The Court's decision in Digital Equipment warns that the collateral order doctrine is "narrow" and that claims for its applicability should be subjected to "broad scrutiny." See id. at 868, 114 S.Ct. at 1996 ("[W]e have. . . repeatedly stressed that the `narrow' exception should stay that way and never be allowed to swallow the general rule that a party is entitled to a single appeal, to be deferred until final judgment has been entered . . . .") (citation omitted); see also We, Inc. v. City of Philadelphia, 174 F.3d 322, 324-25 (3d Cir. 1999) (emphasizing that the collateral order doctrine is to be construed narrowly). The following passage from Digital Equipment indicates that the doctrine should not be applied to the myriad of district court orders which arguably will cause the irretrievable loss of a party's rights:


[T]he strong bias of S 1291 against piecemeal appeals almost never operates without some cost. A fully litigated case can no more be untried than the law's proverbial bell can be unrung, and almost every pretrial or trial order might be called `effectively unreviewable' in the sense that relief from error can never extend to rewriting history. Thus, erroneous evidentiary rulings, grants or denials of attorney disqualification, and restrictions on the rights of intervening parties, may burden litigants in ways that are only imperfectly reparable by appellate reversal of a final district court judgment; and other errors, real enough, will not seem serious enough to warrant reversal at all, when reviewed after a long trial on the merits . . . . But if immediate appellate review were available every such time, Congress's final decision rule would end up a pretty puny one, and so the mere identification of some interest that would be `irretrievably lost' has never sufficed to meet the third Cohen requirement.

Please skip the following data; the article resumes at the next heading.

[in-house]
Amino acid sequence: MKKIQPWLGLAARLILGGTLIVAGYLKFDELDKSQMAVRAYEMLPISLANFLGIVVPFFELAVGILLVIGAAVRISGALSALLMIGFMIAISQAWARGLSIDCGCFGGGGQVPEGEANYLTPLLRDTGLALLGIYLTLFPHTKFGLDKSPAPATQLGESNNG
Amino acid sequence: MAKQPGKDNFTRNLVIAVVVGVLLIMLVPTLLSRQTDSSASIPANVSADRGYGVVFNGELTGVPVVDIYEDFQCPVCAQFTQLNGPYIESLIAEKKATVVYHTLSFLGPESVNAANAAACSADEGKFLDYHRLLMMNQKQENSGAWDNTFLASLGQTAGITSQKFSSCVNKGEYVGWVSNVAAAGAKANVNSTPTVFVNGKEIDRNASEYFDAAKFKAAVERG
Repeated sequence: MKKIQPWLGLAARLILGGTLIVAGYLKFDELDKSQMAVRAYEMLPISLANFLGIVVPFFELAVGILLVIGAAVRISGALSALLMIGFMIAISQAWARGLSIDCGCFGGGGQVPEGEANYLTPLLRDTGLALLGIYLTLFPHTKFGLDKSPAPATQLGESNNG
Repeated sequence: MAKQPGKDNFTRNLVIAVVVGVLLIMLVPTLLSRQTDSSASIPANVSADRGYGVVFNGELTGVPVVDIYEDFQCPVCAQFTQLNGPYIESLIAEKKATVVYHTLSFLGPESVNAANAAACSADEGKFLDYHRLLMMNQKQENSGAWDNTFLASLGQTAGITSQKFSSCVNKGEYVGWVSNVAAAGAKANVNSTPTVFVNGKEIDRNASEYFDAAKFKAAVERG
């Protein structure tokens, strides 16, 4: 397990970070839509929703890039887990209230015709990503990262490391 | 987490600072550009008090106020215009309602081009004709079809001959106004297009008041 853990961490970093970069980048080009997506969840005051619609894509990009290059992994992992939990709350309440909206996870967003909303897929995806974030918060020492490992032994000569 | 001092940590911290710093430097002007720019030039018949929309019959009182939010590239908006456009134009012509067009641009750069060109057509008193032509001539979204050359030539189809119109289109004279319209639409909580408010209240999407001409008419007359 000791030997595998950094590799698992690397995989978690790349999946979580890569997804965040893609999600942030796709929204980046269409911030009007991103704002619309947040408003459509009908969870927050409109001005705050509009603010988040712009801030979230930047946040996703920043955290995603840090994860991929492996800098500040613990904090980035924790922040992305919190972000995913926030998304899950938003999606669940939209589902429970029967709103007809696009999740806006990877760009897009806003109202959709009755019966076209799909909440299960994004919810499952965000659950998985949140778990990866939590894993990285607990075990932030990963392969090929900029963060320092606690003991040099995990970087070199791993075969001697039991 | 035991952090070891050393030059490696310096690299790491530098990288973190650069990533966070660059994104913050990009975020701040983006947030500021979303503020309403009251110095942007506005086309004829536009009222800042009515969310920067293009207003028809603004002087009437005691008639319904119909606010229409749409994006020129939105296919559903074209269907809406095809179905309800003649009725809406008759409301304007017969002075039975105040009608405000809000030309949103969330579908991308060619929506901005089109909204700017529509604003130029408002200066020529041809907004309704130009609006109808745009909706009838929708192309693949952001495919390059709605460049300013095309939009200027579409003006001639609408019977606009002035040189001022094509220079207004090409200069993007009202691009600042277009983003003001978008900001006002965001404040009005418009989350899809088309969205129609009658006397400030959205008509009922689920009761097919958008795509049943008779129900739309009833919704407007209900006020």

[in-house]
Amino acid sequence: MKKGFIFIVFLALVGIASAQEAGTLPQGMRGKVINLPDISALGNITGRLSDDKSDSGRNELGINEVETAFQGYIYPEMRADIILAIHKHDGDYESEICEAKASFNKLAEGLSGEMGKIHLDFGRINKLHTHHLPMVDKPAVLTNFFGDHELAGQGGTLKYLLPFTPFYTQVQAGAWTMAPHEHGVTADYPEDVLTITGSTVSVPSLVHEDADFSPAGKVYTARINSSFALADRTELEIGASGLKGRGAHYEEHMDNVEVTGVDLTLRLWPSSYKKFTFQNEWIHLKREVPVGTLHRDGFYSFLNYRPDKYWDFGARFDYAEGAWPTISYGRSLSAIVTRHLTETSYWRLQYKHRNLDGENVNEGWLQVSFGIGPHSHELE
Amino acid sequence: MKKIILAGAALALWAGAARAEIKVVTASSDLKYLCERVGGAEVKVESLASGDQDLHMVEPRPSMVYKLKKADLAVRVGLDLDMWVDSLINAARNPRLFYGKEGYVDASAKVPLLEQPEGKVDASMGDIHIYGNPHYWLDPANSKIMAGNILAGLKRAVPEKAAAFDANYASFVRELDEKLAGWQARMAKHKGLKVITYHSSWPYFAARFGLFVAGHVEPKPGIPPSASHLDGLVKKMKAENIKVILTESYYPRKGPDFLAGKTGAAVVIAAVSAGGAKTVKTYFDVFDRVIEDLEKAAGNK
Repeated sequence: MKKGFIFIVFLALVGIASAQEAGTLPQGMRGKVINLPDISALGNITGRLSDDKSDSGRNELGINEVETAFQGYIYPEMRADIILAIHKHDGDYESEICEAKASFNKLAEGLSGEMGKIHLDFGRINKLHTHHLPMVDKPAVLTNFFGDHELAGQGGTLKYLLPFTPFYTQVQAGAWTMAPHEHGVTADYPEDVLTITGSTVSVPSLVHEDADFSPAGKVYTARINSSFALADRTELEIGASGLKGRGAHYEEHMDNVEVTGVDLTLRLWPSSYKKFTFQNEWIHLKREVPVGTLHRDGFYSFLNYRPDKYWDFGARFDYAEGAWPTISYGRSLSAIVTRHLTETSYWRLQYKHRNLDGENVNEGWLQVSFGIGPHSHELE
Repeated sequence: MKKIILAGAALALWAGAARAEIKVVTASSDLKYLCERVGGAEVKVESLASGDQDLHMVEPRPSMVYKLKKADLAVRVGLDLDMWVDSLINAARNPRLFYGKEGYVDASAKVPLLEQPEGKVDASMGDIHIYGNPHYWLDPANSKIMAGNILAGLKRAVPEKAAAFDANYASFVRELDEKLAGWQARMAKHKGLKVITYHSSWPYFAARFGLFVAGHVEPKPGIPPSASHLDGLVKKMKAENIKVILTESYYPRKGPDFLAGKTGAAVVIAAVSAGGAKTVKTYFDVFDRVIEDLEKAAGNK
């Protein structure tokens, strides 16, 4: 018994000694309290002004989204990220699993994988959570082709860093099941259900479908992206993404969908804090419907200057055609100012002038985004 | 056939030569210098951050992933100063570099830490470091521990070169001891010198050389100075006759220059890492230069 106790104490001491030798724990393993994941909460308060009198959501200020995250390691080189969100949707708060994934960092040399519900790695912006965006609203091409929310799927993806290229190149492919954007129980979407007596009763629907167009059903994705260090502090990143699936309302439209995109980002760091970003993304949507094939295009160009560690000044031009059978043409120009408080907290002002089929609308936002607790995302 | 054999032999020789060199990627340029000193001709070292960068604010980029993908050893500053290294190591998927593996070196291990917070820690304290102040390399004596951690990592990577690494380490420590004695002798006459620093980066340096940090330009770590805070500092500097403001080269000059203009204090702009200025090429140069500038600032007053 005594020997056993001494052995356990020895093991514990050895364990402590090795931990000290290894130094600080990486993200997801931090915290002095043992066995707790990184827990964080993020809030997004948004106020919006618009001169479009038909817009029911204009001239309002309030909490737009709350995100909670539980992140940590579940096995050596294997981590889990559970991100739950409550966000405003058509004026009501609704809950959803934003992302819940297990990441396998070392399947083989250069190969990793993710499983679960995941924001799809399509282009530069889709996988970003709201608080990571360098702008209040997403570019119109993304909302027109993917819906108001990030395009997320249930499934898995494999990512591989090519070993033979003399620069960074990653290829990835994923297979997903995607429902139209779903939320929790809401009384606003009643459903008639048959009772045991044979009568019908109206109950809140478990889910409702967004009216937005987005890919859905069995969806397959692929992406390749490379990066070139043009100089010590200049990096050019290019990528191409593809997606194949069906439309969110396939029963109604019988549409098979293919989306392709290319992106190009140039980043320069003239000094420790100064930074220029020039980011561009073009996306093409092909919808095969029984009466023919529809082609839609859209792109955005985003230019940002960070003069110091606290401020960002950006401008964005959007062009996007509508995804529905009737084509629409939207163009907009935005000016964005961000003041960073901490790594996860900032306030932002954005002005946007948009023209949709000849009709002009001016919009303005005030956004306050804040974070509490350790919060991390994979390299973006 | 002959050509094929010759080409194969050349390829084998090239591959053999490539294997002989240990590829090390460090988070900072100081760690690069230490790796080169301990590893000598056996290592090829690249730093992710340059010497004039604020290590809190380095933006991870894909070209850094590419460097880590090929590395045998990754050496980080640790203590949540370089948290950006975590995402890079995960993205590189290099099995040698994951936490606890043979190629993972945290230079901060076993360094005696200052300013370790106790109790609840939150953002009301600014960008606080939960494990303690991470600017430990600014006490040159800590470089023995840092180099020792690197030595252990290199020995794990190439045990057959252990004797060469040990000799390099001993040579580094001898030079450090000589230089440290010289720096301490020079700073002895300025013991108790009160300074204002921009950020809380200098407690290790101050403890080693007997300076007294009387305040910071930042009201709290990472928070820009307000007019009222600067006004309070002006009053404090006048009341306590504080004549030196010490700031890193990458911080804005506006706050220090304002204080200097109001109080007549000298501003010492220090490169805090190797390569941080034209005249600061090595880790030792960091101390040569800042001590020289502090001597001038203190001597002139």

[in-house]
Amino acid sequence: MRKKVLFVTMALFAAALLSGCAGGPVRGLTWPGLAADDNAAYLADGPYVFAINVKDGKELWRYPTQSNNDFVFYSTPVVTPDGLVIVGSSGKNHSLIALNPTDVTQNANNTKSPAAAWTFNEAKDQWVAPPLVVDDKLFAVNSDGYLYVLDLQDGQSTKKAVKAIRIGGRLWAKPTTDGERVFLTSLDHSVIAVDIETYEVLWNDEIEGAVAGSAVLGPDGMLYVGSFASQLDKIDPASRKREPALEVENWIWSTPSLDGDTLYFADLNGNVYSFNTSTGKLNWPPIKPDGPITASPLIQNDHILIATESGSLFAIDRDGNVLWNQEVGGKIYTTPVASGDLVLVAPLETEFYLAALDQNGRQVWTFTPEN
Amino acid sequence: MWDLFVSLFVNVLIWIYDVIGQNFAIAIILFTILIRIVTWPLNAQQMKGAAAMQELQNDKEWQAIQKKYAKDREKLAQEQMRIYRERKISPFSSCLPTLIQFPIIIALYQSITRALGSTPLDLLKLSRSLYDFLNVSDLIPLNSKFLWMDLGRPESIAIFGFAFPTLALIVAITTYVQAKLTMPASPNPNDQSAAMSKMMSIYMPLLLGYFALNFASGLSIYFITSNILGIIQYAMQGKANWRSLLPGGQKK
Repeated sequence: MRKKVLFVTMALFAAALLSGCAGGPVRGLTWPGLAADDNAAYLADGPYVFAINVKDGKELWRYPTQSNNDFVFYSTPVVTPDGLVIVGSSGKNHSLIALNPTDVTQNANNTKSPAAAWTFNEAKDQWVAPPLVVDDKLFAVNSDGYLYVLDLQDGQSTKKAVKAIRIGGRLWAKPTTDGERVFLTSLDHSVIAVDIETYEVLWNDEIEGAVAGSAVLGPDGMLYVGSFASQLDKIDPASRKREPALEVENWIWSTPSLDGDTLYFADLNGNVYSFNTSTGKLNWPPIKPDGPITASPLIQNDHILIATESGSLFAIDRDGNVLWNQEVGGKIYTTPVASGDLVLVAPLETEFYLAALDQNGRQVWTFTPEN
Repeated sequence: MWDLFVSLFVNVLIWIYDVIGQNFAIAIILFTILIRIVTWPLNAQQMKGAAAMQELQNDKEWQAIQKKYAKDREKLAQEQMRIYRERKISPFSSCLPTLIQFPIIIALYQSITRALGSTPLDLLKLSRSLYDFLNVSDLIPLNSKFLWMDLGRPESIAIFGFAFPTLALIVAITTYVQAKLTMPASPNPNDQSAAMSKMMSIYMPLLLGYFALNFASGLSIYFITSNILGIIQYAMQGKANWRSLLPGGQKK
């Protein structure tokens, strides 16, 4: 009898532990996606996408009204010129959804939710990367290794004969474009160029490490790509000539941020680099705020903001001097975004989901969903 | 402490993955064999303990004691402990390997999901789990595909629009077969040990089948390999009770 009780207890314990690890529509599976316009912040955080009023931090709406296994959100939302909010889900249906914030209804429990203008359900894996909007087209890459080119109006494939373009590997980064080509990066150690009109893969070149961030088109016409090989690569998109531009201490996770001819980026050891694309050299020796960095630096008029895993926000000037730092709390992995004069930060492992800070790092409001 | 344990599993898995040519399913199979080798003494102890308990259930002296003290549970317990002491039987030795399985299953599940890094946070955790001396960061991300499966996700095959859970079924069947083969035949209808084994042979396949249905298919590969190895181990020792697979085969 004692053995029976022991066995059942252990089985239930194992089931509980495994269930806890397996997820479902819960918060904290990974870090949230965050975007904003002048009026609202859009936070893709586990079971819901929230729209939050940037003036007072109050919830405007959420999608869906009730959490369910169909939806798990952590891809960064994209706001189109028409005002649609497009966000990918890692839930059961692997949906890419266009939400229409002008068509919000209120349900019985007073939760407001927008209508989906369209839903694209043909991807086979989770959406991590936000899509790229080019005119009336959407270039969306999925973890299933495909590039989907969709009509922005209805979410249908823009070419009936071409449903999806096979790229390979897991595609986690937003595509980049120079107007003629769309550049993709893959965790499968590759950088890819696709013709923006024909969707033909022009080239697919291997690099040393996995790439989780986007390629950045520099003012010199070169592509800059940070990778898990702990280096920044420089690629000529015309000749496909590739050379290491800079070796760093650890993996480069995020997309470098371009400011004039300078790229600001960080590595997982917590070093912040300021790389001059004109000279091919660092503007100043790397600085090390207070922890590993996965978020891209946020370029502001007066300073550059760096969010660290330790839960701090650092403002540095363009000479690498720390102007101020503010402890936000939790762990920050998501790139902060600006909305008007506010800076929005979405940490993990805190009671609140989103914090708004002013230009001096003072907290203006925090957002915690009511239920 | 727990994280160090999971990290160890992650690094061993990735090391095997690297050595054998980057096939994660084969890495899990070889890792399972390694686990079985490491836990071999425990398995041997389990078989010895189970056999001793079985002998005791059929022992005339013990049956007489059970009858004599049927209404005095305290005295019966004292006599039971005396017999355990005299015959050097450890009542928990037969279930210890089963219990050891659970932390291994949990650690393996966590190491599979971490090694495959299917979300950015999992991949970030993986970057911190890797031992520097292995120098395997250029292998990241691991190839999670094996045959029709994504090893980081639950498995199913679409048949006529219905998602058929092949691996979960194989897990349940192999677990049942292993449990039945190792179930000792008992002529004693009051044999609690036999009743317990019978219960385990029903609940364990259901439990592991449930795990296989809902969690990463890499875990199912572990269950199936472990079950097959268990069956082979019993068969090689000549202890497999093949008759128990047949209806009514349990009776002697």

Digital Equipment, 511 U.S. at 872, 114 S.Ct. at 1998 (citations omitted).


In light of Cunningham and Digital Equipment and the approach taken by other courts of appeals we determine that we should not extend our case law beyond the narrow categories of trade secrets and traditionally recognized privileges, such as attorney-client and work product. While the sensitive nature of the material at issue here may separate Allstate from the "ordinary" party who seeks to appeal a discovery order, Cunningham and Digital Equipment counsel against application of the collateral order doctrine on such a case-by-case basis. Accordingly, we are constrained to resist any temptation to extend Smith, Ford, and Montgomery County any further.1


We make one final point on this appeal. The parties should not infer from our opinion that we in any way are motivated by the belief that the requirement for disclosure of the details of the settlements was appropriate. Quite to the contrary, we find the disclosure order troubling because so many factors may lead to a settlement in any particular case. Accordingly, it is not immediately evident why revealing the amount of settlements in other cases can be helpful here. Indeed, we can foresee that an attempt to use evidence of these settlements at trial could require significant exploration of the proceedings in other cases, thereby causing the parties to lose the proper focus in this case. Moreover, we can understand how by allowing a party to use evidence of settlements a court could discourage settlements in the future. Nevertheless in light of our absence of jurisdiction we cannot intercede.


For the foregoing reasons we will dismiss the appeal for lack of jurisdiction.



Honorable Arthur L. Alarcon, Senior Judge of the United States Court of Appeals for the Ninth Circuit, sitting by designation.


Of course, immediate appellate review of discovery orders may be available under appropriate circumstances by means of a petition for a writ of mandamus or a permissive interlocutory appeal under 28 U.S.C. S 1292. See Simmons 37 F.3d at 328-29 & n.2. While we recognize that we can treat a notice of appeal as a petition for mandamus, we will not consider that possibility here because Allstate in its extensive briefing and in response to our clerk's inquiry on the jurisdictional issue has not requested that we do so. See br. at 26-35; reply br. 15-18. This omission must have been intentional as Allstate has cited and relied heavily on Ford, a case in which the appellant as an alternative to invoking appellate jurisdiction, sought mandamus relief. We also point out that Allstate did not file a motion asking for a district court certification so that it could have sought permission to file an interlocutory appeal under 28 U.S.C. S 1292 from the order of June 9, 1999.